The final part of Luca Guadagnino’s ‘Desire’ trilogy, Call Me by Your Name captures the passion and romance that inevitably comes with first love. Here’s how the setting of a 1980’s summer in Lombardy, Italy, compliments one of the best films of the year.
Elio (Timothée Chalamet) is spending a summer vacation in a luxurious villa in Italy. His family have all the pretensions of a well-travelled unit, with the parents and their friends engaging in intellectual debates around the dinner table. Elio finds his fun with friends of a similar age, but there are hints that he finds the rigmarole around finding a girl tediously mundane.
Elio’s father (Michael Stuhlbarg) is an American professor who enlists the help of Oliver (Armie Hammer), an academic keen to work and explore the pleasures of the Crema region. A friendship between Elio and Oliver soon emerges and eventually evolves into a wild and passionate affair. Knowing that their time together will be short, Elio struggles to come to terms with their impending separation, which threatens to ruin his first experience of love.
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The uncontrollable rush of emotions, which we all experience at different stages in our lives, are never belittled as merely ‘young love’. The pangs of lust and yearning that Elio experiences are reflected in the more mature reactions of Oliver –there’s is an equal relationship with the age gap barely getting a mention.
Some commentators have been troubled by the difference in years between the two men, Elio being a 17 year old spending a summer with his parents in Lombardy, while Oliver joins them as a 24-year-old academic. There is an undeniable, and striking, height difference between Armie Hammer and Timothée Chalamet, but that hardly warrants the negative reaction to the pair on screen.
In real life, Hammer, who starred in The Social Network (2010) and The Lone Ranger (2013), is 10 years older than Timothée Chalamet. Perhaps some critics, including cantankerous actor James Woods, are unable to distinguish between fact and fiction?
Director Guadagnino moved the film from 1988 (the year in which André Aciman’s novel is set) to 1983, saying that the transition to the earlier time period would avoid his characters being too sullied by the eighties. The location is described as ‘somewhere in Northern Italy’ but for anyone who is familiar with the area, its undeniably Lombardy.
Both the time and place play a crucial part in the plot. A romance between male characters could be pitched as a ‘fight against the odds’ or a ‘journey to overcome moral outrage’, but there isn’t even a hint of either of those themes. This part of Italy seems particularly care-free. The young characters have casual sex with one another, drinking and smoking the summer away. Elio isn’t wrestling with his own sexuality either. His pursuit of carnal pleasures with a local girl aren’t a front, and he appears to be happy lusting after males and females. Moreover, later on, the same girl he rejects in favour of Oliver offers a hand of friendship despite being heartbroken, again showing that the universal theme here is love… regardless of age, gender or religion (both Oliver and Elio are Jewish).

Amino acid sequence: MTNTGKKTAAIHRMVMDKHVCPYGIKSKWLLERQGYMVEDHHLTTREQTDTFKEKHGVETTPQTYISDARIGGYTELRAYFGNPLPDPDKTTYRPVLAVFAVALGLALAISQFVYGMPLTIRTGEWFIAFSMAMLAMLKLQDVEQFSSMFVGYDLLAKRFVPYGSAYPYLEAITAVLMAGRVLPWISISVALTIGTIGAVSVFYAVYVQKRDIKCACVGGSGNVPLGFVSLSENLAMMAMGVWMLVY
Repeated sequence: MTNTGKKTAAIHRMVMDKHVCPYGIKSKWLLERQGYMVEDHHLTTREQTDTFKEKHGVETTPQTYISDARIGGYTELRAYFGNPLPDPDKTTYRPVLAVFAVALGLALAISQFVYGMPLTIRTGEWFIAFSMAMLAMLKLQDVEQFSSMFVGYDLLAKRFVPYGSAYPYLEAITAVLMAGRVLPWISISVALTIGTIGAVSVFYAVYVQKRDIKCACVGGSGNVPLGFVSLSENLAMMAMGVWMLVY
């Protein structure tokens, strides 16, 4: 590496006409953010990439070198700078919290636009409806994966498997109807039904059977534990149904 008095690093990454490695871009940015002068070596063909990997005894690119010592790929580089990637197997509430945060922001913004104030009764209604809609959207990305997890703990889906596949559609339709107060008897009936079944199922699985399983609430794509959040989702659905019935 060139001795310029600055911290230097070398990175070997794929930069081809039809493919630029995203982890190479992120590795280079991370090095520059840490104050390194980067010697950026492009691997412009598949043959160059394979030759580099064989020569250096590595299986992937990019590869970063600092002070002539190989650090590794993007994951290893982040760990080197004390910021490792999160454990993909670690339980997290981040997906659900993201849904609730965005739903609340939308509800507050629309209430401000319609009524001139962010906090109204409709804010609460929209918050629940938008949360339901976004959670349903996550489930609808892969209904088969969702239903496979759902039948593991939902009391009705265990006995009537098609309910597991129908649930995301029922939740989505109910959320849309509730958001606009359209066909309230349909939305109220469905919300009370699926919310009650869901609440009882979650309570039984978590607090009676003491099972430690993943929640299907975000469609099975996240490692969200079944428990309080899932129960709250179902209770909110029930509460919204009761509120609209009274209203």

The beautiful lakes in Northern Italy also play an important part in the film. The professional work that Elio and Oliver are assisting with involves long drives to the secluded waterfronts. The characters also escape on daytime jaunts into the centre of town and beyond. The cafe lifestyle – one we often see depicted to showcase a ‘continental’ way of living – is given real depth here. It’s more than just a lazy shorthand to show that we are in Europe, we get a sense that the laid-back afternoons open up a world of possibilities for the young and carefree.
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Food and music also play a significant role. Elio riffs various pieces on his piano and we regularly see him break into impromptu dances to show his state of mind. The synth-heavy hit Love My Way by English band The Psychedelic Furs is used as a bridge between the two men and they share a tender moment on one of their last nights together enjoying the song.
The dining table experience, where we previously saw Elio’s parents engage in heated debate with friends, also becomes a motif. Awkward breakfasts, drink-fuelled suppers and the sight of Elio impatiently waiting for Oliver to arrive back home for evening meals move the plot along at a surprisingly quick pace.
Then there’s the already infamous peach scene. You’ve probably never seen a piece of fruit used in such away, but as with everything else in this film, even this otherwise outlandish moment feels like it is necessary. Managing to put a heartfelt denouement to this particular moment, we get to see just how well the characters are drawn out, how much the actors care about the situation and how well the director understands the material.
Arguably the most effective scene actually plays out over the end credits. We get to see the effect of all of this intense drama on Elio, but you’ll have to see the film to find out how it all ends… and you won’t regret it for a second.
Call Me by Your Name is on general release now.
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